Friday 19 January 2018

Leaders of Ukraine and Russia meet

A police officer guards the Ukrainian Parliament as supporters of president Viktor Yanukovych stand in the background in Kiev (AP)
A police officer guards the Ukrainian Parliament as supporters of president Viktor Yanukovych stand in the background in Kiev (AP)
Protesters dance in front of riot police who guard the Ukrainian presidential administration building during an opposition rally in Kiev (AP)

Ukrainian president Viktor Yanukovych has met with his Russian counterpart to discuss closer co-operation while protests continued in the capital over a decision to scrap a deal with the EU.

Mr Yanukovych met with Russian president Vladimir Putin in the Russian city of Sochi on his way back from a state visit to China.

Mr Yanukovych's office said the talks were about trade and economic co-operation and preparations for signing a partnership agreement.

No details were given, but the meeting is a challenge to leaders of the protests that broke out last month after Mr Yanukovych stepped back from signing a long-anticipated agreement to deepen economic and political ties with the European Union.

Moscow has been pressuring Ukraine to join a trade bloc including Russia, Kazakhstan and Belarus.

After Mr Yanukovych backed out of signing the agreement, officials said Ukraine remained committed to deeper integration with the EU, a statement that opposition leaders met with derision.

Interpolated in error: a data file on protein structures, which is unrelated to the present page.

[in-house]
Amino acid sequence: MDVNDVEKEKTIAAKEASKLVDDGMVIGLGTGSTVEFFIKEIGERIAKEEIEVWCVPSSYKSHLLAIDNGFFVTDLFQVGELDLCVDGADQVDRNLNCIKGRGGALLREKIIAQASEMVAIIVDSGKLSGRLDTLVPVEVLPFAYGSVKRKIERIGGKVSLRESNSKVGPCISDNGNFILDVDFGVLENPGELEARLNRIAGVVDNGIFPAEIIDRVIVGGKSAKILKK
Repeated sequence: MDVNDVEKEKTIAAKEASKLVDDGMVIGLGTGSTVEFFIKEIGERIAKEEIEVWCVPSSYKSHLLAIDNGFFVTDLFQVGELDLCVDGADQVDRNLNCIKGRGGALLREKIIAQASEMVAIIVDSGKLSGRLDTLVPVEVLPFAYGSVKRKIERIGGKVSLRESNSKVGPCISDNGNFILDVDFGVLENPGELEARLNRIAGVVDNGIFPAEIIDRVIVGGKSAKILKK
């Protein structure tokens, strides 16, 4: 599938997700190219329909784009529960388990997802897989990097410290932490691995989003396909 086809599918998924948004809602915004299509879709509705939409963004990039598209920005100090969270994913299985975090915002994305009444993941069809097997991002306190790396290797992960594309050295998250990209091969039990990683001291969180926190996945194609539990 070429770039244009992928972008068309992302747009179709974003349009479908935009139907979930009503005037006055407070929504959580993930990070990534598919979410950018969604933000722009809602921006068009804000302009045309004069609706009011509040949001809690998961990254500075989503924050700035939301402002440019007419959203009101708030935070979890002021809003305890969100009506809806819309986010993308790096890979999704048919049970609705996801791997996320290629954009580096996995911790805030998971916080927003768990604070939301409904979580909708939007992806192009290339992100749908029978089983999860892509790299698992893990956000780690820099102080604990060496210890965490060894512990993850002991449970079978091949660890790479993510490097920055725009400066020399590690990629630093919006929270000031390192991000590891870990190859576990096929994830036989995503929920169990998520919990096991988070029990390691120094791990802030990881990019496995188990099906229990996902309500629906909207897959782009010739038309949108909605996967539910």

"Their attempts to sell Ukraine to Russia have not ended in any way," said Arseniy Yatsenyuk, leader of the main opposition party's faction in parliament.

A sizeable tent camp for protesters - including field kitchens for the long haul - has been set up on Kiev's main square.

Crowds of protesters swell nightly to several thousand. Other protesters have occupied the city administration building and have blocked access to the presidential administration building.

Another top opposition figure has said he was open to talking with officials to find a way out of the crisis, but only if the police who violently dispersed demonstrators are punished.

Oleh Tyanhybok, head of the nationalist Svobooda party, told reporters that "the opposition is ready to sit down, talk, negotiate change in the situation" to seek "an exit from the current political crisis".

His statement, however, appeared to be only an incremental move towards a resolution of the tensions. Police say the dispersal and beating of demonstrators came after provocations.

The protests began after Mr Yanukovych stepped back from the EU association agreement, but their intensity increased after the police violence.

Public opinion surveys in recent months showed around 45% of Ukrainians favour increased integration with the EU and far fewer support closer co-operation with Russia, which controlled or dominated Ukraine for centuries.

Press Association

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